Frequently Asked Questions
1. How many sessions will I need?
2. I've heard that CBT is short-term; how short-term is it?
For example, individuals with long-standing personality difficulties (affecting their relationships) may benefit from longer-term CBT.
There isn’t a one size fits all approach to CBT (the number of sessions required is based on a number of factors, such as the nature of your problems, engagement with therapy, pace of progress, etc).
3. How often do I need to attend for therapy?
4. How soon can I expect to feel better?
Read more about your therapy experience at CBT Canary Wharf.
5. Why can't I pay on-line?
I offer an initial free 15 minute phone consultation, so that I can find out more about you and the problems you’re experiencing, and to discuss whether CBT is the right approach for you. Once we’ve established that CBT is the right therapy for you, I will discuss my payment methods with you.
6. Who can refer for therapy?
7. Do I need a referral by my GP or can I refer myself?
8. Will anyone else have to be involved in my treatment?
If, after your assessment with me, we both agree that you would benefit from an antidepressant, I would normally refer you to a consultant psychiatrist who will discuss medication with you. The consultant psychiatrist is also bound by confidentiality. Some patients/clients like their GP’s to be aware that they are seeking treatment; if you would like me to write to your GP informing them that you are seeing me for therapy, I would be happy to do so.
9. Is everything we discuss confidential?
10. Will I need medication? Do you prescribe medication?
11. Why should I choose CBT over other therapies?
NICE (The National Institute for Clinical Excellence) issues guidelines for the treatment and care of people with depression and anxiety, and sets National Standards for care for people with depression and anxiety.
NICE recommends CBT as the psychological therapy for the treatment of depression and anxiety. Clinical trials have been carried out which have demonstrated CBT’s effectiveness, compared to other talking therapies. The updated version on NICE’s guideline for the treatment of depression in adults is available to read.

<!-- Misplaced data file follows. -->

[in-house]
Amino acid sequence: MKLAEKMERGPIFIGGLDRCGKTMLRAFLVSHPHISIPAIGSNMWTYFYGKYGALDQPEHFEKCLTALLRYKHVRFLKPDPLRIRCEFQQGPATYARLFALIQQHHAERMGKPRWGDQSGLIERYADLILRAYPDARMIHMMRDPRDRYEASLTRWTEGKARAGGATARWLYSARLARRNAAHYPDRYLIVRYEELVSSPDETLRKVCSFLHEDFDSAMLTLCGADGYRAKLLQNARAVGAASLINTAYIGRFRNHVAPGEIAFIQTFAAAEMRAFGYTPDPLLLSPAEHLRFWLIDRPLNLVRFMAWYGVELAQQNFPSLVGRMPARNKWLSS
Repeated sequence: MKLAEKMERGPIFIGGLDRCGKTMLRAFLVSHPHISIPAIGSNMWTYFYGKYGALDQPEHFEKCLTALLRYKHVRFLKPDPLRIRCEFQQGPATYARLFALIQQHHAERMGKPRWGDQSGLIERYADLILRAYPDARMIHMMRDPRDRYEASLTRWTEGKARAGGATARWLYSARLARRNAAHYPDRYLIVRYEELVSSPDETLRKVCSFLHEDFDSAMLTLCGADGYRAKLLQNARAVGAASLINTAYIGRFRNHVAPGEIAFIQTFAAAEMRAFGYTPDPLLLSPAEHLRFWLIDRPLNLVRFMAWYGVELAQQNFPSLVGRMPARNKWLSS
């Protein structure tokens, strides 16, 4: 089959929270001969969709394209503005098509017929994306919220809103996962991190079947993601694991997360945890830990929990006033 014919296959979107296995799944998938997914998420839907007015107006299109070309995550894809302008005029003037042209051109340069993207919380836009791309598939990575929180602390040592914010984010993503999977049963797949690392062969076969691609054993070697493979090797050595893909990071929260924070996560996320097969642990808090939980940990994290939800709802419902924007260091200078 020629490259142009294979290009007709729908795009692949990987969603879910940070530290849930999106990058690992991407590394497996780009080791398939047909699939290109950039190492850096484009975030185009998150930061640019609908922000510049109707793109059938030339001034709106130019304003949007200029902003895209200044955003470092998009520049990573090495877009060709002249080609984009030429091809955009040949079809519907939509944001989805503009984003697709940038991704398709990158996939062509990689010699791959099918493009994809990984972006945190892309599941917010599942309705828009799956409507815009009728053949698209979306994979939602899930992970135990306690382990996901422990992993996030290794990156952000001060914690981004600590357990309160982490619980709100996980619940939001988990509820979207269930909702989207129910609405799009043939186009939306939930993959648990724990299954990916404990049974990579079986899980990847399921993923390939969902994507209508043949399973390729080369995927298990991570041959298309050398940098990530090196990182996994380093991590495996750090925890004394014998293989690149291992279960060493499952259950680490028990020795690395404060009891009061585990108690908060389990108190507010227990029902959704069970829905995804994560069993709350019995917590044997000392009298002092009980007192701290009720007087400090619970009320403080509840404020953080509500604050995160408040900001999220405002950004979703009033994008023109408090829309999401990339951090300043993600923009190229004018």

Recently, CBT has received a lot of coverage in the media because it is evidence-based and has shown to be effective in treating a number of emotional and behavioural problems. Here is an article supporting the effectiveness of CBT.
The government have recently recommended CBT as the treatment of choice for common mental health problems. Read about the government’s announcement to provide additional funding for CBT on the NHS as a result of the therapist shortage in the UK.
12. Are there problems CBT cannot help?
Problems I do not specialise in :
13. Will CBT work for me?
CBT is not for everyone; after your initial assessment, if I think you will benefit more from a different therapy approach, I will discuss this with you, and will either provide you with contact details of another therapist or Service, or I may offer to refer you to another therapist or Service, if it’s appropriate.
14. How can CBT help me with the past?
The first stage of CBT is the assessment stage, where you and your therapist will develop a good understanding of how your problems developed, and what is maintaining them.
The main focus of your CBT sessions will be on changing current behaviours, that serve to maintain your problems, in order to help you act in ways consistent with your values and goals.
In your CBT sessions, you will also learn how to pay more attention to your thoughts, and turn the more negative, unhelpful thoughts into more helpful thoughts. This will enable you to move forward in life, instead of being held back by your past experiences.
15. How does CBT differ from other forms of therapy?
In CBT your role is as an active participant, where you and your therapist collaborate and work together to come to a shared understanding of your problems and develop strategies together for overcoming them. CBT is empowering in that you will learn how to help yourself so that if the same problems crop up in future, you will be better prepared to deal with them. You can read more about the differences between the main therapeutic approaches.
Have all your questions been answered?
Get in touch by phone or email to arrange a 15 minute free phone consultation.